David Falconer/National ArchivesAn industrial plant on the upper Columbia River in Washington state, May 1973.

Rivers that flowed through industrial areas, like the Androscoggin in Maine, wound up functioning as dumping grounds.

Charles Steinhacker/US National ArchivesThe Oxford Paper Company Mill as viewed from a bridge connecting the towns of Rumford and Mexico across the Androscoggin River in Maine in June 1973.

Liquid waste, called effluent, choked waterways across the country.

Charles Steinhacker/US National ArchivesEffluent from the International Paper Company Mill in Jay, Maine, flows sluggishly downstream in the Androscoggin River in June 1973.

The Anacostia river — which flows between Maryland and Washington DC — took on a brown colour due to sewage and other pollutants.

Dick Swanson/National ArchivesThe wake of a power boat on the Anacostia River is a dirty brown in April 1973.

In addition to industrial waste, oil spills also polluted many waterways. In October 1972, 285,000 gallons of crude oil flowed into the San Juan river in southeastern Utah.

David Hiser/National ArchivesAn EPA-supervised clean-up of an oil slick on the San Juan River in October 1972.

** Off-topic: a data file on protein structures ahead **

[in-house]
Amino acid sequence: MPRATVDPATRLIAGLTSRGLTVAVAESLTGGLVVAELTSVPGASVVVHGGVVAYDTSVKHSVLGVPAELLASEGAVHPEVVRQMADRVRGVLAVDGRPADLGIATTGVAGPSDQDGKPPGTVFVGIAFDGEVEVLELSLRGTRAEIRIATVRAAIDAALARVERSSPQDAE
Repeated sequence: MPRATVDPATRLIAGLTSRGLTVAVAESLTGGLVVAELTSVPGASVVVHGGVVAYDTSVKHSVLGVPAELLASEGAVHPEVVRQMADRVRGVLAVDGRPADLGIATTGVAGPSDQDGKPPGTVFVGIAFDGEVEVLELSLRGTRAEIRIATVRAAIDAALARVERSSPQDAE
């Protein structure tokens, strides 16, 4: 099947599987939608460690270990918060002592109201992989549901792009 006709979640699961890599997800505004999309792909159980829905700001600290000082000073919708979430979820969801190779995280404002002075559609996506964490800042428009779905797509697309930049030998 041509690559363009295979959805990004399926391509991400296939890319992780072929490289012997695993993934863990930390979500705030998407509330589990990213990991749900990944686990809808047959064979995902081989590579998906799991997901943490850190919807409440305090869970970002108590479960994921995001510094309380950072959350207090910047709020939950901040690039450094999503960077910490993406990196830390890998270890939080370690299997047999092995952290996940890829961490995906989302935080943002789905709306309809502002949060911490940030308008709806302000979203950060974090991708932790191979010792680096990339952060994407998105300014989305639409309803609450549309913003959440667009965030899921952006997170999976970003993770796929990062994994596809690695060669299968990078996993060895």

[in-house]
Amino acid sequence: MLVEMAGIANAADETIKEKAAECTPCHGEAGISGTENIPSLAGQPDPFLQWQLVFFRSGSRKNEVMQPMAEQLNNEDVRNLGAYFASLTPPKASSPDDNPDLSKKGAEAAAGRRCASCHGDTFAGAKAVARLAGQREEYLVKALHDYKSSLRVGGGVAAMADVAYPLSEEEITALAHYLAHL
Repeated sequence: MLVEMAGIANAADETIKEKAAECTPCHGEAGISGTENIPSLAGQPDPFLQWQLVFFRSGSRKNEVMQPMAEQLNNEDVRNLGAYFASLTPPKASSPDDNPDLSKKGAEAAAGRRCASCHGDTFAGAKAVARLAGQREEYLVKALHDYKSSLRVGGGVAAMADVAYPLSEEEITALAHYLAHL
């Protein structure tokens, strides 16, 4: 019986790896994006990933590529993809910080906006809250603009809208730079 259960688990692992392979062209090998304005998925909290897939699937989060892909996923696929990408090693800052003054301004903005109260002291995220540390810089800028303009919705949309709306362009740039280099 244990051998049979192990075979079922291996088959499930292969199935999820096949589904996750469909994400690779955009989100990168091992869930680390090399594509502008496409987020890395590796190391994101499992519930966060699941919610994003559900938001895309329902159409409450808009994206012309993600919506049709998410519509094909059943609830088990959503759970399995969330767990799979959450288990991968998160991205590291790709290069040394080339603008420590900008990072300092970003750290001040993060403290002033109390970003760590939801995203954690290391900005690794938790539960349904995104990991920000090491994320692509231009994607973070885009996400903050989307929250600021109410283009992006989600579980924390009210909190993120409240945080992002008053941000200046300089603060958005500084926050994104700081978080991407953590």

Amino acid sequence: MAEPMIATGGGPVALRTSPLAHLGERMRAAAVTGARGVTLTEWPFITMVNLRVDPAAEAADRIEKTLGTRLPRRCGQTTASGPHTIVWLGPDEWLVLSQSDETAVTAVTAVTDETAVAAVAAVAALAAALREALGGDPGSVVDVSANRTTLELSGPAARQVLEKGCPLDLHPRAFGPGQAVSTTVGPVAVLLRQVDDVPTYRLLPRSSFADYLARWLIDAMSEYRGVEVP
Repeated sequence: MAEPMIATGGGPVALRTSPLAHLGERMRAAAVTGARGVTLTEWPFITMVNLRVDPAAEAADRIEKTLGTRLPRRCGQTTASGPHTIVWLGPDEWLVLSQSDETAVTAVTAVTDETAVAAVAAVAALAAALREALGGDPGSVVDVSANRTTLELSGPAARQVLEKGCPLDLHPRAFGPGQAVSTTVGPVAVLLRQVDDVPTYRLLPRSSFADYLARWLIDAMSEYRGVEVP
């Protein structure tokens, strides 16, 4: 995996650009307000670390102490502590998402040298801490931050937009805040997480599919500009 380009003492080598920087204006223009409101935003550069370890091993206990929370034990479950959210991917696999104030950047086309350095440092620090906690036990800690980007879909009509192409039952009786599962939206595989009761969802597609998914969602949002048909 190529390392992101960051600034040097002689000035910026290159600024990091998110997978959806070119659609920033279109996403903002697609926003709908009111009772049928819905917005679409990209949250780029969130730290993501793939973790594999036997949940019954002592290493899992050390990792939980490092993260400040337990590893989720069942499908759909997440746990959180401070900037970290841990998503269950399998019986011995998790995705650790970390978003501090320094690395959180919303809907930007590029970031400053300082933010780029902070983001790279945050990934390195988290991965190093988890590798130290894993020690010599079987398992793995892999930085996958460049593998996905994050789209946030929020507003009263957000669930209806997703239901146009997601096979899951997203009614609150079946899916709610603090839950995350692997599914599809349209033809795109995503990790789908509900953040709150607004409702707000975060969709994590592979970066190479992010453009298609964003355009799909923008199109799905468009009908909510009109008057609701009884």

Even river off-shoots, like this stream outside Telluride, Colorado, were murky.

Boyd NortonA polluted stream near Telluride, Colorado, May 1972.

Sometimes waterways and lakes would turn a hazy green colour due to colonies of algae on the surface.

Marc St. Gil/National ArchivesPolluted water near a large manufacturing plant outside Lake Charles in Calcasieu parish, Louisiana, June 1972.

Algal blooms can wreak havoc on local ecosystems, killing flora and fauna.

Marc St. Gil/National ArchivesA polluted area on Mustang Island, south of Houston, Texas, in February 1972.

US territories like Puerto Rico also struggled with pollution in the years leading up to and following the EPA’s inception.

John Vachon/National ArchivesAn aerial view of polluted water in Puerto Rico, February 1970.

Puerto Rico’s beaches were strewn with plastic and garbage in the early 1970s.

John Vachon/National ArchivesA garbage-strewn Atlantic beach in Cataño, Puerto Rico, February 1973.

The practice of dumping waste into local rivers caused some water sources to so contaminated that they were unsafe for human consumption.

Charles Steinhacker/US National ArchivesUntreated waste flows into a clarifier at the International Paper Company Mill on the Androscoggin River in Maine, June 1973.

In some areas, the pollution was so bad that it prevented local residents from swimming in or drinking fresh water near their homes.